First, we have studied executive functions’ contribution according to the person’s age. The participants, from 5 to 90, were divided in 5 year age groups and we have calculated their average performance on two theory of mind tests, and two executive functions, working memory, and inhibiting control tests, then we have analyzed performance according to time.
WHAT ARE THE RESULTS ?
All performances have a similar general pattern. During development, namely from 5 to 20, Success in tests improves with age: people work better and better ! Performance remains almost stable from 20 to 40, and then declines from 40 to 90 (we talk about “cognitive decline “). Roughly, this dynamic performance to tests falls into line with maturation and degeneration dynamics of the prefrontal cortex, seat of executive functions.
What is interesting is that performance for executive functions decline more rapidly than performance for theory of mind tests.
There is thus a late decoupling between executive functions and theory of mind. It is quite possible that theory of mind construction is contingent to the development of executive functions. To sum up, young adults are superior to children in theory of mind because they have a better working memory and better inhibiting control. That being said, progressive loss of executive functions during aging process does not imply a significant loss in theory of mind. It is possible that some implicit, automatic and specialised processes are implemented and can partially compensate for executive functions decline. In other words, it seems that our understanding of others is an island of youth at the heart of intellectual erosion signing the weight of years !
IN A NUTSHELL…
The ability that allows us to understand other people’s intentions and emotions, called theory of mind, consists in two components, one being automatic or implicit, the other one being controlled or explicit. This last one has itself sub-components, executive functions, such as working memory and inhibiting control. The question is whether the contribution of these sub-components to theory of mind varies with age. To explore this, researchers have analyzed whether performance in different tests varied with age. They observe a perfect alignment between performance in theory of mind and executive functions during development, from 5 to 20, and a de-correlation after 40, the beginning of cognitive decline. The loss of executive components may be compensated by automatic mechanisms maintaining performance in theory of mind at a more advanced age.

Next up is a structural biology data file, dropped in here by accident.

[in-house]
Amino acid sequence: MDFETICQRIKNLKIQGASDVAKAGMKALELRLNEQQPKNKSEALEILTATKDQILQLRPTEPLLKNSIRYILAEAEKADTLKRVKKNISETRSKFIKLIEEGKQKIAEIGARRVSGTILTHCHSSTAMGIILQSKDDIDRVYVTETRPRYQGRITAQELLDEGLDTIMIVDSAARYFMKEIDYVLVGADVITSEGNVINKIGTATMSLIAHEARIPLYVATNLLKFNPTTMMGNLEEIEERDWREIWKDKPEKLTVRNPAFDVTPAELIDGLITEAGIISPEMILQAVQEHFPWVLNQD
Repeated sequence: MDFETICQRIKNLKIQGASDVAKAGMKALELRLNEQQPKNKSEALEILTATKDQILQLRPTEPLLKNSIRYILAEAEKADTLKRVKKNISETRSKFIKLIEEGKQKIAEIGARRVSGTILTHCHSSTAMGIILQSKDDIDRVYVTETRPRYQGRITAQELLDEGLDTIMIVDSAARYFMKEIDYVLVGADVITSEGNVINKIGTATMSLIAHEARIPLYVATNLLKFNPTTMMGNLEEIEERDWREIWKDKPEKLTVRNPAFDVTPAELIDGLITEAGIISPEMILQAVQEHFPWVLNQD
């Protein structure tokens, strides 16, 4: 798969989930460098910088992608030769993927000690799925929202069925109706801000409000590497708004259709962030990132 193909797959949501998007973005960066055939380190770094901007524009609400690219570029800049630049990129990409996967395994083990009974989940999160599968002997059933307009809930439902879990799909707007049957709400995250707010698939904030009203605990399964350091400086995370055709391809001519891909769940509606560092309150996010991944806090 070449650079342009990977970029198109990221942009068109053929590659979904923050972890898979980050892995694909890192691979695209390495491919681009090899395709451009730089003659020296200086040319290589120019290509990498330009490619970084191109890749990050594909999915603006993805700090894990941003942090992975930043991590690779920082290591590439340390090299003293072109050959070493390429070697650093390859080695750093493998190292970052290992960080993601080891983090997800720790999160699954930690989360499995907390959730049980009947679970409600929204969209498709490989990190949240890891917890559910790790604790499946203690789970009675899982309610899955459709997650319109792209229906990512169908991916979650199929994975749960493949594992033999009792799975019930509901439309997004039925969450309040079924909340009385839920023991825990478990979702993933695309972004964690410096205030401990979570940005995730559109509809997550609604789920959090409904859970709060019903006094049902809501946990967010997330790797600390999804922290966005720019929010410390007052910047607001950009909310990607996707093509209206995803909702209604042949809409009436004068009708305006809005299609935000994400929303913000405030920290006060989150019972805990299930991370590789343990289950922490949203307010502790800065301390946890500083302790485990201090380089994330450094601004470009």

For more information on BRAIN’US games, find below Jean Daunizeau and Marie Devaine’s explanations.
3 steps behind
This test aims to assess your ” working memory “, that is to say, the memory required to solve simple tasks, such as memorising a phone number while dialling it.
This test aims to assess your ability to interrupt an action prepared in advance or during execution.
The perfect match
This test aims to assess the flexibility with which you adapt to objective or strategy changes.
A picky chick
It is a ” trial and error ” learning test. The test aims to assess your ability to identify the best rewarding action.
Emilie and the donuts
If you make the difference between what you know and what others know, this test won’t cause you any problem.
Triangles at the box-office
This test aims to assess your ability to recognize other people’s intentions and emotions from their behaviour (we would like to sincerely thank Pr. U. Frith for his help during the development of this game).
The appointment time
It is a ” strategic reasoning ” test. The test aims to assess your ability to anticipate other people’s behaviour when they are also trying to anticipate your own behaviour. This game is played by several people (in groups of 100 players).
It is a competitive game engaging most of the cognitive skills assessed in the other games.